Wednesday Worklaw Alert: L’Oréal Exposed as Racist, Sexist, and Abusive to Employees

Estée Laundry, a beauty account on Instagram, recently posted a series of stories submitted by former employees of L'Oréal. These employees from L'Oréal locations all across the world shared their negative experiences with the company. One anonymous user wrote, “I worked for L'Oréal for over decade and witnessed countless examples of misogyny, sexual harassment, gender discrimination, burn out, and toxic bullying.” Several former employees also pointed to the discrepancy between the way L'Oréal prides itself on its commitment to diversity and inclusion, yet routinely mistreats minorities within the company. 

Racial and Gender Discrimination at L'Oréal

Several former employees anonymously shared blatant accounts of racial discrimination. One Instagram user explained how it was a common understanding that if you were assigned to one of the “Black brands,” such as Mizani or Softsheen-Carlson, both of which specialize in hair care products for Black men and women, then L'Oréal was basically “telling you to quit,” as no attention was given to these brands by upper management. Another woman of color who worked as a VP within the company for seven years developed severe depression due to the discrimination she faced as a result of her race and her pregnancies. She was pregnant twice while working for the company, and her position was replaced both times she was on maternity leave. Yet another former employee shared, “I had a manager who gave me, a Black woman, twice as much work as my white colleagues, despite the fact that I was the newest member of the team.” She also added that during the Black Lives Matter (BLM) protests in the summer of 2020, her boss would become visibly upset if any employees spoke about current racial issues. She recalled her boss saying, “It will all be over soon.” This employee described leaving the company feeling totally broken.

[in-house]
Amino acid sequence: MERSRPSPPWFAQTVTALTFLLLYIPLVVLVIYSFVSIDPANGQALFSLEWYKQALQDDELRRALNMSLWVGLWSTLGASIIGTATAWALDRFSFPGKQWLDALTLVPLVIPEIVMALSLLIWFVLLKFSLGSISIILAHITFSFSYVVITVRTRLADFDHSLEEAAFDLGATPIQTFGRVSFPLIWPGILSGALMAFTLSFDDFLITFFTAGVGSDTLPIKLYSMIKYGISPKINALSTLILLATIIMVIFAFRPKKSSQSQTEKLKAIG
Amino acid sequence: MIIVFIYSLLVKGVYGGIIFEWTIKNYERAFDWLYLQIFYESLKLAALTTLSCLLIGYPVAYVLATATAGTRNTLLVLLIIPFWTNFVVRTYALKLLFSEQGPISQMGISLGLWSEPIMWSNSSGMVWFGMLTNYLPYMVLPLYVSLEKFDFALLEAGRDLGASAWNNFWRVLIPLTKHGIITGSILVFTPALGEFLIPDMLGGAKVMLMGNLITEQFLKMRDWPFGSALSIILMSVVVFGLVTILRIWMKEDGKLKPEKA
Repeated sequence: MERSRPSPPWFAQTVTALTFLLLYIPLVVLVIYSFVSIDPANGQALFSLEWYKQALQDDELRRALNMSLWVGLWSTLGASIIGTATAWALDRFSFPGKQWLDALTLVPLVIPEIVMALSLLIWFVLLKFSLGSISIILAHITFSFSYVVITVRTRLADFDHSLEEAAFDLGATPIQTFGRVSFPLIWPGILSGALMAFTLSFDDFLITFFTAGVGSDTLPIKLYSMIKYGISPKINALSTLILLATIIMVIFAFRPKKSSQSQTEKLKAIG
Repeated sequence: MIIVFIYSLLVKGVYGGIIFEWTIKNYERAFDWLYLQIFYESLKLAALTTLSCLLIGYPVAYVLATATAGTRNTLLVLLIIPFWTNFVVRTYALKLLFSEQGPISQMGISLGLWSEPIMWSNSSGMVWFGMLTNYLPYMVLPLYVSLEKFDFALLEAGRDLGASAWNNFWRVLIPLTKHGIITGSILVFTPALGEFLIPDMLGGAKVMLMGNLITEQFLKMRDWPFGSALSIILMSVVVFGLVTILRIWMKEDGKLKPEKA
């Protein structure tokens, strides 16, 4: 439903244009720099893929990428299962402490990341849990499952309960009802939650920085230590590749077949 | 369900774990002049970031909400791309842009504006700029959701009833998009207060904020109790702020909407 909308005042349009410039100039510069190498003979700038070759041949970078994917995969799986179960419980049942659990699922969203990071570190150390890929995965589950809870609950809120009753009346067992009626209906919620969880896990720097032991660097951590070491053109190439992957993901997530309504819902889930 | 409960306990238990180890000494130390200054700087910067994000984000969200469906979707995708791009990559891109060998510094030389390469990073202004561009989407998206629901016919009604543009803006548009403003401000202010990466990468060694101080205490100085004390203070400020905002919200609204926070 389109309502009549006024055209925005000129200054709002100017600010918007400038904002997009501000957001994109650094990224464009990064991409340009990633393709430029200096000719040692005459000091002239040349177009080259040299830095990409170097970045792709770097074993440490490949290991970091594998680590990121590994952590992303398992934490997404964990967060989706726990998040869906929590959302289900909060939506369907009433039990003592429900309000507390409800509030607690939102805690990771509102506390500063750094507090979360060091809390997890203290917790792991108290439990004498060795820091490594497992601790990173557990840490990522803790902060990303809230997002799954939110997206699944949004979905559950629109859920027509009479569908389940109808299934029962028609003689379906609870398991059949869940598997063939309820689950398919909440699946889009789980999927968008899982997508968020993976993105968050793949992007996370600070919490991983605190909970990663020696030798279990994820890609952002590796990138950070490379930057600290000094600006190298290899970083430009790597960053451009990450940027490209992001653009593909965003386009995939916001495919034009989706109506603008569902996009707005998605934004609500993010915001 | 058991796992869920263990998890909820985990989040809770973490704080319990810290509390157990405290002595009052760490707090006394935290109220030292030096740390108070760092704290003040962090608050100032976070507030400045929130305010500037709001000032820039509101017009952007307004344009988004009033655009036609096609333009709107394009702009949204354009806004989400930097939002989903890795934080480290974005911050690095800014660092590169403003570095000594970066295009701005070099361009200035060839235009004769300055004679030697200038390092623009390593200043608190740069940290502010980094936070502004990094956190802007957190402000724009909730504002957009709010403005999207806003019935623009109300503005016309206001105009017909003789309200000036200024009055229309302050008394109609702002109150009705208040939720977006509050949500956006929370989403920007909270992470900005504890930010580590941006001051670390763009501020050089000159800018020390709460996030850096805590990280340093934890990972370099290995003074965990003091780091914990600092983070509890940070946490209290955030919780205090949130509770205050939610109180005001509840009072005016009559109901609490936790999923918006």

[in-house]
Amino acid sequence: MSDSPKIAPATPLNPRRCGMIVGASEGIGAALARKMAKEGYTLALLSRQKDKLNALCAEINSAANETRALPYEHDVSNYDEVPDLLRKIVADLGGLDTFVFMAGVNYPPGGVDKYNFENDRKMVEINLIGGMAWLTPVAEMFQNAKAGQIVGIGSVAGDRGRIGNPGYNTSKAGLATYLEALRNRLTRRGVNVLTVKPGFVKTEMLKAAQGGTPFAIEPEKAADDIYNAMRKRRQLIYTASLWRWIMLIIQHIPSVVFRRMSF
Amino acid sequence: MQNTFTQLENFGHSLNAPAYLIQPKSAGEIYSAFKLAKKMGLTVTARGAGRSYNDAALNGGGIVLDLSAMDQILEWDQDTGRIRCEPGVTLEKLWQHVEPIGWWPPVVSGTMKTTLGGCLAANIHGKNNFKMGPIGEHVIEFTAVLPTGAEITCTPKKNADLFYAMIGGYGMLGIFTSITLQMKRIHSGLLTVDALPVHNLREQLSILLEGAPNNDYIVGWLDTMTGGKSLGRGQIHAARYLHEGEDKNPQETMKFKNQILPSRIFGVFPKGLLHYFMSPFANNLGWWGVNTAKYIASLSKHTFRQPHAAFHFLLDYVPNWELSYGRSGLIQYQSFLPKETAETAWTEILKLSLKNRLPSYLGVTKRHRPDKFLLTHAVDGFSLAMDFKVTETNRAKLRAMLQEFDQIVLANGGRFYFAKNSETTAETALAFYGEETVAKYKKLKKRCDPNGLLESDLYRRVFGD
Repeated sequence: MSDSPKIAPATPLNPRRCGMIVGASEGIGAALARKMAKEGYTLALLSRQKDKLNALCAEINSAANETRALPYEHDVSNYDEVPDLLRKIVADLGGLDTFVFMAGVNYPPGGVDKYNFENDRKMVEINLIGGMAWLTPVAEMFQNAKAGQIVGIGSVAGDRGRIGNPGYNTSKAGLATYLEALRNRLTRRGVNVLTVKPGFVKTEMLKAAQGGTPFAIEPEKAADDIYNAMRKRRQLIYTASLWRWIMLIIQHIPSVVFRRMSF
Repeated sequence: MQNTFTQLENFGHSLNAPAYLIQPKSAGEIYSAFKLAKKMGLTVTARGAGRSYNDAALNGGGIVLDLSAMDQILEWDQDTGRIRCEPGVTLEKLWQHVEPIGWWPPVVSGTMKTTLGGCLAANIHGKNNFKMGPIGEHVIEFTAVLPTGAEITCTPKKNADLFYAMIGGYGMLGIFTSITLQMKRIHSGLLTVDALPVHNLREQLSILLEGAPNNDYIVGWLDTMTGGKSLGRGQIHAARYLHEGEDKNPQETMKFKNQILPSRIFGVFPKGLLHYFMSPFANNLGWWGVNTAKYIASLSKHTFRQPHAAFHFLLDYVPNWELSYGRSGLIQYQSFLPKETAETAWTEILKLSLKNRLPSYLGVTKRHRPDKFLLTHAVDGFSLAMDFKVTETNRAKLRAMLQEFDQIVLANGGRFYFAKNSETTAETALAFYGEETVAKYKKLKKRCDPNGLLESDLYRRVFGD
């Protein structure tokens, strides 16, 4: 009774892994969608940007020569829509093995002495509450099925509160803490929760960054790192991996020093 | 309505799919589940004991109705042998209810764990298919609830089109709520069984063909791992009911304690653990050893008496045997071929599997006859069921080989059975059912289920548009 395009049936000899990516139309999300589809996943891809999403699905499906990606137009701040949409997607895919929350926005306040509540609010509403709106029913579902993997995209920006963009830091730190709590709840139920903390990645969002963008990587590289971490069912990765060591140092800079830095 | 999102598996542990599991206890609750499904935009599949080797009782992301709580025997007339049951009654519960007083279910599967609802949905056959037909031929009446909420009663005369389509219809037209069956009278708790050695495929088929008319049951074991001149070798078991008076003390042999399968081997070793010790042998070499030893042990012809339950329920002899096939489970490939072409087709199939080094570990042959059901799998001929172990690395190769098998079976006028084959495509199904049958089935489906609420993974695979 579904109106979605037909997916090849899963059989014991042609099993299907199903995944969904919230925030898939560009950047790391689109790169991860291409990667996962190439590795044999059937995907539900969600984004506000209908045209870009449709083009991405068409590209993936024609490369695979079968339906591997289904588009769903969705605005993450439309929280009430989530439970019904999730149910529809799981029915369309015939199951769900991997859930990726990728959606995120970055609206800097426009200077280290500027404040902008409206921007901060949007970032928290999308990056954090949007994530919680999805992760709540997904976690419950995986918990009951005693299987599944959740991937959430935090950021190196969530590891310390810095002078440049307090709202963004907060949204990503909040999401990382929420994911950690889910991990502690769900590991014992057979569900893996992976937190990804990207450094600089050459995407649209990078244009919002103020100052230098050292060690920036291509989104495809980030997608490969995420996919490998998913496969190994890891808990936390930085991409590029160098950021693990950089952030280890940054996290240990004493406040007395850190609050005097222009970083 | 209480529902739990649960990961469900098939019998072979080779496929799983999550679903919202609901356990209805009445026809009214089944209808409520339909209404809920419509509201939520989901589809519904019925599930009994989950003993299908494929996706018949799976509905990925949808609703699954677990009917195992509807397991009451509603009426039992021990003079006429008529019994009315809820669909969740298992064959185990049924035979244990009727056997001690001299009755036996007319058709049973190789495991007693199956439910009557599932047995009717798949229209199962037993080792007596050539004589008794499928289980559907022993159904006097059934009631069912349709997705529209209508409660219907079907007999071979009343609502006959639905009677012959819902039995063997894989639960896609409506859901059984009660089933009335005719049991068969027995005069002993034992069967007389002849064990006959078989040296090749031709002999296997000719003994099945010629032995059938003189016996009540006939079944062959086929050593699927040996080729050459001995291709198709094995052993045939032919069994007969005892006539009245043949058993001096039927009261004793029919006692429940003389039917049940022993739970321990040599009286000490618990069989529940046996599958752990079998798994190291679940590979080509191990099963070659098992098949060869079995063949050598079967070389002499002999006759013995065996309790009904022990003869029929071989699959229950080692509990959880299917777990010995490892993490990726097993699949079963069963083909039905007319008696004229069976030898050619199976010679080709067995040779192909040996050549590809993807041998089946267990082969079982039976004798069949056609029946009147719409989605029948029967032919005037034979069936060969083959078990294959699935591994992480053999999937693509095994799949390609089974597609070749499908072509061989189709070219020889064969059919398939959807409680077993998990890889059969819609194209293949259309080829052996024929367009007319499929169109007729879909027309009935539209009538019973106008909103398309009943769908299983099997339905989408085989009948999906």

Other employees provided examples of gender discrimination towards female workers at the company. One anonymous user said that if you reported sexual harassment by an executive, you would be paid off to remain silent. Another user said that women were incentivized to have sexual affairs with management, oftentimes receiving a promotion if they slept with men in higher positions. 

Racism and Sexism in the Beauty Industry 

As one user put it, it seems that “mental abuse, degradation, pettiness, and racism is an open secret” at L'Oréal. Unfortunately, L'Oréal is not the only company in the beauty industry guilty of these offenses. Sephora received backlash in 2019 after singer SZA tweeted about a Sephora employee calling security to make sure she wasn’t stealing. Sephora has also been accused of racially profiling customers in the past. Earlier this year, Sephora unveiled a plan to make sweeping changes to their marketing, merchandising, and employee training in order to combat racial bias within the company. Our firm hopes that this plan leads to meaningful change and that other companies in the beauty industry follow suit. 

Seek Legal Assistance Today 

If you are experiencing discrimination in the workplace, seek legal assistance from the Law Office of Christopher Q. Davis, located in New York City and Livingston, NJ. Contact us today at (646) 430-7930 to schedule a free case evaluation and receive experienced legal counsel.